How to Treat Tenderness and Fibromyalgia Trigger Points
Fibromyalgia pain is widespread and hard to overcome, but sometimes it’s the small areas that bring the most discomfort. Sometimes small knots in the myofascial tissue contract and firm up, and that can cause pain that spreads quickly and intensely, interfering with normal movement and range of motion.
Although pain seems inevitable with fibro, there are ways to relieve the shooting pain of trigger points. In fact, it’s worthwhile to try to treat these troublesome spots: research shows that relieving the pain of one trigger point can have a noticeable and lasting effect on the whole-body pain that characterizes fibromyalgia. Learn the techniques that work best to eradicate trigger points so you can treat them early and swiftly.
Tender Points vs. Trigger Points
Most fibromyalgia sufferers are very familiar with tender points, and the pain they can cause. Typically, these points scattered around the neck, chest, hips and limbs are each no bigger than a coin, but just pressing the point can be hard to bear. In fact, the original criteria for a fibromyalgia diagnosis was that the patient must experience pain in at least 11 of the 18 tender points (though diagnostic approaches have since changed).
But trigger points are a bit different, and can cause different pain, than tender points. Although many fibromyalgia trigger points correspond to the tender points in the body, they are firm nodules in the muscle. Pressing a trigger point will tend to send a flash of pain throughout the body – where you feel it the most will depend on the specific trigger point.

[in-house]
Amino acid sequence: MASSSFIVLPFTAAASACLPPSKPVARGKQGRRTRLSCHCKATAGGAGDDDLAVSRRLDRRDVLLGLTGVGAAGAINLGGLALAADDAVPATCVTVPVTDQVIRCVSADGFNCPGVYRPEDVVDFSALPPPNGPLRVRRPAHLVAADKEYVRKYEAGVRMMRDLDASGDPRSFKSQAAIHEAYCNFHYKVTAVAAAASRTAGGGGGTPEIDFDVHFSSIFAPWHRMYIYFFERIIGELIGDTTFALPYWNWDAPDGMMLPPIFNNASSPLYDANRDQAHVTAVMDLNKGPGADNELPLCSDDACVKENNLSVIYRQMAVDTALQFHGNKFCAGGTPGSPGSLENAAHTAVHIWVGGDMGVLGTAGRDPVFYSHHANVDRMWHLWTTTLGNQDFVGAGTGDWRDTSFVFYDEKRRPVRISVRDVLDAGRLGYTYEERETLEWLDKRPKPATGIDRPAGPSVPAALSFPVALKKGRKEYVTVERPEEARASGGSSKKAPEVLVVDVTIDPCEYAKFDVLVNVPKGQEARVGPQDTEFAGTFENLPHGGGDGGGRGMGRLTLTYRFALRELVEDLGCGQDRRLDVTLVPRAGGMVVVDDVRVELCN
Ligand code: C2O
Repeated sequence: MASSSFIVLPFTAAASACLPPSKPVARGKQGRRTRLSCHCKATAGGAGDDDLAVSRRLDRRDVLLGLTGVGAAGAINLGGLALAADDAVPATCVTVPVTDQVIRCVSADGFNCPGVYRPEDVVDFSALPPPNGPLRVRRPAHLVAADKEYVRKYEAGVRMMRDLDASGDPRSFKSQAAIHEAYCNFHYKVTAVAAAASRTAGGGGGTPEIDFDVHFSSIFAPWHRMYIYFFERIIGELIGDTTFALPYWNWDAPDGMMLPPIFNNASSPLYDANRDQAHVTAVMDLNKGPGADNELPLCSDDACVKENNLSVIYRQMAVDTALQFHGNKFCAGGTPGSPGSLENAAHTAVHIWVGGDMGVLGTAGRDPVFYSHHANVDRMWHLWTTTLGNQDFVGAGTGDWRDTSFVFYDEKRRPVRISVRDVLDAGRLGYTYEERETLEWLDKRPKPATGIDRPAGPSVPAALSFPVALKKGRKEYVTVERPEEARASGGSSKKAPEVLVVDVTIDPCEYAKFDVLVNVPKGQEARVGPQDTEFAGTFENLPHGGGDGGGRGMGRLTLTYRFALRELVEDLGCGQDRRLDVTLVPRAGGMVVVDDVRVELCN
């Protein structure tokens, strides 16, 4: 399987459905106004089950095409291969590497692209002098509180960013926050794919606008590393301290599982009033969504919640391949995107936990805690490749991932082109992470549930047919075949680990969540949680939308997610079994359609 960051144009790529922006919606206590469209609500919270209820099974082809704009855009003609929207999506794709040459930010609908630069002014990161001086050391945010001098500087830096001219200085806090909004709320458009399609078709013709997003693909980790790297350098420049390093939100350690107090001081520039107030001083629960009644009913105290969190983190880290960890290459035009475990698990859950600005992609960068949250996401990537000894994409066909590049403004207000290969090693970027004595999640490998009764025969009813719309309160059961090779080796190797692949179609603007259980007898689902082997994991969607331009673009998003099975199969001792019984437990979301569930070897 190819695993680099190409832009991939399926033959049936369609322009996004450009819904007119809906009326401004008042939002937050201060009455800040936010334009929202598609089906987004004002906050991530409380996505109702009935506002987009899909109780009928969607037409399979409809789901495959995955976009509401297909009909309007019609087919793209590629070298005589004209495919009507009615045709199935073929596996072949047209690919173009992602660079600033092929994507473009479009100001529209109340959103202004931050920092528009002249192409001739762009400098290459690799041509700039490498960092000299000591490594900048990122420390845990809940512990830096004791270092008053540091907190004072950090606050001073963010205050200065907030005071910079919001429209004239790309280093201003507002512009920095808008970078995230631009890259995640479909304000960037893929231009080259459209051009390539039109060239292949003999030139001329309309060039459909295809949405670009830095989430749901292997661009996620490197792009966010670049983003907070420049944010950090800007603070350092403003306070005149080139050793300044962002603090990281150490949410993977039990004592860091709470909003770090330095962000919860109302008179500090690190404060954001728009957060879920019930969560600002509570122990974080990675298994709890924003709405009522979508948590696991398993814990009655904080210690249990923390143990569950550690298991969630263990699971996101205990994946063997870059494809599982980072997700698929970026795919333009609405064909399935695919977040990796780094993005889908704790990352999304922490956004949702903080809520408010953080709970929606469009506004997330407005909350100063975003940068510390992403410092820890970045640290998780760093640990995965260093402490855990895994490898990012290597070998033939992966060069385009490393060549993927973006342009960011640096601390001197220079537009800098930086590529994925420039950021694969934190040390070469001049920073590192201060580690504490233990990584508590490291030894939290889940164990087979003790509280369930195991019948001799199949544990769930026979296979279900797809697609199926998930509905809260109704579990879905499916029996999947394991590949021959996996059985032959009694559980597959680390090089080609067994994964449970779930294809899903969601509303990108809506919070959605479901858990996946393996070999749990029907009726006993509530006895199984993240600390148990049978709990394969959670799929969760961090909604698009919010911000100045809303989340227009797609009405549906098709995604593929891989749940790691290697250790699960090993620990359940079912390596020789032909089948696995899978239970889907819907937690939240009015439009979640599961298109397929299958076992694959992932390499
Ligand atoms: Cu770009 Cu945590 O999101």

How to Relieve Trigger Point Pain
When it comes to trigger points, targeted relief is best, but general muscle relaxation can have a significant effect on the shooting pain, too. Some of the best approaches to quell the sharp pain – and the long-term discomfort – include:
- Therapeutic massage. Massage is the leading method for trigger point release, and although you can learn how to administer the right pressure on your own body, you’ll probably get a greater benefit from a licensed massage therapist. The therapist will be able to target the points with firm pressure, but you’ll participate by breathing deeply to help relax the muscles.
- Heat treatments. Heat works wonders on muscle pain, so it can help with fibromyalgia trigger points, too. Try a warm bath in the evening, use a hot pack, or apply melted paraffin wax (with the guidance of a therapist or doctor) for an extra deep warming effect.
- Topical medication. Oral pain medication tends to bring quite a few side effects, but topical cream can bring relief with fewer problems, especially if your pain is around the joints. Ask your doctor about the best options for your pain, and whether or not they can be used in conjunction with a mild oral medication to improve the effect.
Fibromyalgia and myofascial pain syndrome (MPS) can be confused with, or in some cases, caused by a traumatic event. It’s important to explain your pain as accurately as possible, and if your doctor suspects you might suffer from both conditions, you may need a stronger plan of attack. Trigger point injections, acupuncture and “spray-and-stretch” physical therapy treatments can bring you the relief you need to improve your quality of life.